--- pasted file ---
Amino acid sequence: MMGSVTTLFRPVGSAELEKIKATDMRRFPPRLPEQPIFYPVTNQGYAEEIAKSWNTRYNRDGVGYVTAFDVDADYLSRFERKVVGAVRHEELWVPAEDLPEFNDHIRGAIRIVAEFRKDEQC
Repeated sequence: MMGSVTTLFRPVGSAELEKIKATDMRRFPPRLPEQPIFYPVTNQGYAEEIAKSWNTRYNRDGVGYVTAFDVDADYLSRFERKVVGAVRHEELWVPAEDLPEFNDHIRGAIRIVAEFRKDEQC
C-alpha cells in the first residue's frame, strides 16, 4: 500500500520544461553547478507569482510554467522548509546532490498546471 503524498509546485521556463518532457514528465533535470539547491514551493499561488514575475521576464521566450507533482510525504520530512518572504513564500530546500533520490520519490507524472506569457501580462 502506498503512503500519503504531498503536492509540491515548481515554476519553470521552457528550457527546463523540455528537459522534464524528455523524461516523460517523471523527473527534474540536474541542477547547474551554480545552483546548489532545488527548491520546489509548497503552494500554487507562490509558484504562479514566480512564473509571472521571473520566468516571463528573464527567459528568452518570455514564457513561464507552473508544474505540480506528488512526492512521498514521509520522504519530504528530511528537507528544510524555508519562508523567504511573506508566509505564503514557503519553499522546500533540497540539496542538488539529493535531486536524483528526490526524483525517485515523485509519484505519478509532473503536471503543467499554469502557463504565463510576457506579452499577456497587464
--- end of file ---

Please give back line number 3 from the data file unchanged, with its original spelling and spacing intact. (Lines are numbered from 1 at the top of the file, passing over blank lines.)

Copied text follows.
C-alpha cells in the first residue's frame, strides 16, 4: 500500500520544461553547478507569482510554467522548509546532490498546471 503524498509546485521556463518532457514528465533535470539547491514551493499561488514575475521576464521566450507533482510525504520530512518572504513564500530546500533520490520519490507524472506569457501580462 502506498503512503500519503504531498503536492509540491515548481515554476519553470521552457528550457527546463523540455528537459522534464524528455523524461516523460517523471523527473527534474540536474541542477547547474551554480545552483546548489532545488527548491520546489509548497503552494500554487507562490509558484504562479514566480512564473509571472521571473520566468516571463528573464527567459528568452518570455514564457513561464507552473508544474505540480506528488512526492512521498514521509520522504519530504528530511528537507528544510524555508519562508523567504511573506508566509505564503514557503519553499522546500533540497540539496542538488539529493535531486536524483528526490526524483525517485515523485509519484505519478509532473503536471503543467499554469502557463504565463510576457506579452499577456497587464